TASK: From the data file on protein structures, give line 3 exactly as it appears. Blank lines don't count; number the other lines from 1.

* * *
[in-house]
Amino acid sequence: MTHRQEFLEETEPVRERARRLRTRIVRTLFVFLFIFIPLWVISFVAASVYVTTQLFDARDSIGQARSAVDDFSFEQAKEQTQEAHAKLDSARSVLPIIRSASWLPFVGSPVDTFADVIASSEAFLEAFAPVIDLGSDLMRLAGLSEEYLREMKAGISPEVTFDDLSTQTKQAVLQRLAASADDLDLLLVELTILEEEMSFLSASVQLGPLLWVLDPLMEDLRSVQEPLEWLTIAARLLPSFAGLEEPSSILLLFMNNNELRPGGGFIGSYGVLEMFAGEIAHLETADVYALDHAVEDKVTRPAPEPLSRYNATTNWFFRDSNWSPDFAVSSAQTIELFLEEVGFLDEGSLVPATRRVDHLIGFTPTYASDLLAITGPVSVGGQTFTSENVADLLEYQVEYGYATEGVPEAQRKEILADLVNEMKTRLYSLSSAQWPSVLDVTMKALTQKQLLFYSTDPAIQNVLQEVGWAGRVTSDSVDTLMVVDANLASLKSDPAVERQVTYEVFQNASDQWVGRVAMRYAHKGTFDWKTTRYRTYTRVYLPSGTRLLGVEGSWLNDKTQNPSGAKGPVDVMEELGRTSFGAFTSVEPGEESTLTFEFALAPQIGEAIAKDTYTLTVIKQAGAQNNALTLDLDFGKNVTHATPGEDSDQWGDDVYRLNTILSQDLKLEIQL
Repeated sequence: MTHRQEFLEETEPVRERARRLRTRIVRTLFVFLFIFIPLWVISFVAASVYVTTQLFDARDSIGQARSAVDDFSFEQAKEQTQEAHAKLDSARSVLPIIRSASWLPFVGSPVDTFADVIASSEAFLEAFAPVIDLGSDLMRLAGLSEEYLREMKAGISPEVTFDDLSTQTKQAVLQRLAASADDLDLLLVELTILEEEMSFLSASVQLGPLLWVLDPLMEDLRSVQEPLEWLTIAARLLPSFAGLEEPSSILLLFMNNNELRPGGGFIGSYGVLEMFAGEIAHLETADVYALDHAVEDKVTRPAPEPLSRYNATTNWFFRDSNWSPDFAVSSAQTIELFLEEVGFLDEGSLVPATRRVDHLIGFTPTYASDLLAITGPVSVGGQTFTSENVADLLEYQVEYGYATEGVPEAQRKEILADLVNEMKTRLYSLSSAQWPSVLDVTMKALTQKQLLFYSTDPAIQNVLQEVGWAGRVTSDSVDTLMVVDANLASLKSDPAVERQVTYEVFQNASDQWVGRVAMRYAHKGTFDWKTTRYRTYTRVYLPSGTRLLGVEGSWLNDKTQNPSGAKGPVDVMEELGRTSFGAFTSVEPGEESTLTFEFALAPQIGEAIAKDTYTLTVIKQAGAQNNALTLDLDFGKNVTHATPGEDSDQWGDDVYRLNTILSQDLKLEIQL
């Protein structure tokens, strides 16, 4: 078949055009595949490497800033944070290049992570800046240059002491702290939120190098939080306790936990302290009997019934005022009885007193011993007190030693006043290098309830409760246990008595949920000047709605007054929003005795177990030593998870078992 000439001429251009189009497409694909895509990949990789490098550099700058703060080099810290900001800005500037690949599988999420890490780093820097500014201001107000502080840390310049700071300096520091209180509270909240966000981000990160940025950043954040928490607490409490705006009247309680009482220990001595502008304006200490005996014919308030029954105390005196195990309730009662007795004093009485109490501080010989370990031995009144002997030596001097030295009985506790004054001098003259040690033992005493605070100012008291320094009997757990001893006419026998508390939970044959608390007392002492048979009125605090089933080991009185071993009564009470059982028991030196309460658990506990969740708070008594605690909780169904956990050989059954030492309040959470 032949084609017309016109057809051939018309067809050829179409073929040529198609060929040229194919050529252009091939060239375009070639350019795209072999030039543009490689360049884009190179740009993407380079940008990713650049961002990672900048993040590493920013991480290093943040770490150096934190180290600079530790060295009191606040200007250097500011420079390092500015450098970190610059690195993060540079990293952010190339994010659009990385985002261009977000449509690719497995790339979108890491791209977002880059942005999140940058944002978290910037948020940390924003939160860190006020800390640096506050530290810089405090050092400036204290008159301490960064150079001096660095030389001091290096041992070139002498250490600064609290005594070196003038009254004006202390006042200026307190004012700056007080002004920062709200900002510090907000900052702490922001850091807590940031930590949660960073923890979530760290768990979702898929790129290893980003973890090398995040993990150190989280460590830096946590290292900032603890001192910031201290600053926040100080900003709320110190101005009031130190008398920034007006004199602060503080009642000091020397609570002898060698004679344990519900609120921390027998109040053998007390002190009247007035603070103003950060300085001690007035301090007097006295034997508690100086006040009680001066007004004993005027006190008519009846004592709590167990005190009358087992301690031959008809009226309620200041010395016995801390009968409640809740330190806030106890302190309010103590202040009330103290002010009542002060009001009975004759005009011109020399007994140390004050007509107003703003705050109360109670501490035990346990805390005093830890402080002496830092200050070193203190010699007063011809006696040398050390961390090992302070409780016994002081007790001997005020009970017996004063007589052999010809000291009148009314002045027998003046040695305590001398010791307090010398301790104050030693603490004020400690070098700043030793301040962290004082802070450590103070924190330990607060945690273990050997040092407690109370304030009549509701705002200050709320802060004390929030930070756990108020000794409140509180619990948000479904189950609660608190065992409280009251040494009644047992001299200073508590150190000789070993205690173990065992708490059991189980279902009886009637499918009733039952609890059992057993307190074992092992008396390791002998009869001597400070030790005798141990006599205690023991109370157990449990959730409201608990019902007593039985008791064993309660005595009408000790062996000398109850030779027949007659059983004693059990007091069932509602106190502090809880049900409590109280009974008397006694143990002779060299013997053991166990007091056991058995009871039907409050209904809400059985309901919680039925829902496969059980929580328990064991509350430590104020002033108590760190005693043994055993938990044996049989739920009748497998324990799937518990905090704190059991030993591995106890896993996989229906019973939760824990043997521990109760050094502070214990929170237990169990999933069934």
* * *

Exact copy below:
Repeated sequence: MTHRQEFLEETEPVRERARRLRTRIVRTLFVFLFIFIPLWVISFVAASVYVTTQLFDARDSIGQARSAVDDFSFEQAKEQTQEAHAKLDSARSVLPIIRSASWLPFVGSPVDTFADVIASSEAFLEAFAPVIDLGSDLMRLAGLSEEYLREMKAGISPEVTFDDLSTQTKQAVLQRLAASADDLDLLLVELTILEEEMSFLSASVQLGPLLWVLDPLMEDLRSVQEPLEWLTIAARLLPSFAGLEEPSSILLLFMNNNELRPGGGFIGSYGVLEMFAGEIAHLETADVYALDHAVEDKVTRPAPEPLSRYNATTNWFFRDSNWSPDFAVSSAQTIELFLEEVGFLDEGSLVPATRRVDHLIGFTPTYASDLLAITGPVSVGGQTFTSENVADLLEYQVEYGYATEGVPEAQRKEILADLVNEMKTRLYSLSSAQWPSVLDVTMKALTQKQLLFYSTDPAIQNVLQEVGWAGRVTSDSVDTLMVVDANLASLKSDPAVERQVTYEVFQNASDQWVGRVAMRYAHKGTFDWKTTRYRTYTRVYLPSGTRLLGVEGSWLNDKTQNPSGAKGPVDVMEELGRTSFGAFTSVEPGEESTLTFEFALAPQIGEAIAKDTYTLTVIKQAGAQNNALTLDLDFGKNVTHATPGEDSDQWGDDVYRLNTILSQDLKLEIQL